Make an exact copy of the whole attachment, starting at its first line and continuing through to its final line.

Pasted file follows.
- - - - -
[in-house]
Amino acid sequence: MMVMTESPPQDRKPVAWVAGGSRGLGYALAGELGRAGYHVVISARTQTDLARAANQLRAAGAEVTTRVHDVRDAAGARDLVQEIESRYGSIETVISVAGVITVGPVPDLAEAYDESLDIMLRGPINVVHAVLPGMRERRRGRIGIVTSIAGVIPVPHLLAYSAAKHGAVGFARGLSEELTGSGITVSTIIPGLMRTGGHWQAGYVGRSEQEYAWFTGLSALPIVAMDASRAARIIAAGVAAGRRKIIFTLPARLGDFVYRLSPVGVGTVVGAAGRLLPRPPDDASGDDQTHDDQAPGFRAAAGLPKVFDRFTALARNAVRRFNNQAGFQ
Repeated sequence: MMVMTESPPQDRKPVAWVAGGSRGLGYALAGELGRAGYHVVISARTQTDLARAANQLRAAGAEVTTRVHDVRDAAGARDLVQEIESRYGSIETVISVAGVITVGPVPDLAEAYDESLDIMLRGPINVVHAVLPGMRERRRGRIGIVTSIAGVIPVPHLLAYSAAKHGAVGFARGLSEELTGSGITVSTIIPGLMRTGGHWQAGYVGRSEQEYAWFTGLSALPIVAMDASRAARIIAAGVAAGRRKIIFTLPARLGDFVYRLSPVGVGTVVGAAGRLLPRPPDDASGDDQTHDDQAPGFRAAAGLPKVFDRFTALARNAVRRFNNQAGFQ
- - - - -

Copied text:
[in-house]
Amino acid sequence: MMVMTESPPQDRKPVAWVAGGSRGLGYALAGELGRAGYHVVISARTQTDLARAANQLRAAGAEVTTRVHDVRDAAGARDLVQEIESRYGSIETVISVAGVITVGPVPDLAEAYDESLDIMLRGPINVVHAVLPGMRERRRGRIGIVTSIAGVIPVPHLLAYSAAKHGAVGFARGLSEELTGSGITVSTIIPGLMRTGGHWQAGYVGRSEQEYAWFTGLSALPIVAMDASRAARIIAAGVAAGRRKIIFTLPARLGDFVYRLSPVGVGTVVGAAGRLLPRPPDDASGDDQTHDDQAPGFRAAAGLPKVFDRFTALARNAVRRFNNQAGFQ
Repeated sequence: MMVMTESPPQDRKPVAWVAGGSRGLGYALAGELGRAGYHVVISARTQTDLARAANQLRAAGAEVTTRVHDVRDAAGARDLVQEIESRYGSIETVISVAGVITVGPVPDLAEAYDESLDIMLRGPINVVHAVLPGMRERRRGRIGIVTSIAGVIPVPHLLAYSAAKHGAVGFARGLSEELTGSGITVSTIIPGLMRTGGHWQAGYVGRSEQEYAWFTGLSALPIVAMDASRAARIIAAGVAAGRRKIIFTLPARLGDFVYRLSPVGVGTVVGAAGRLLPRPPDDASGDDQTHDDQAPGFRAAAGLPKVFDRFTALARNAVRRFNNQAGFQ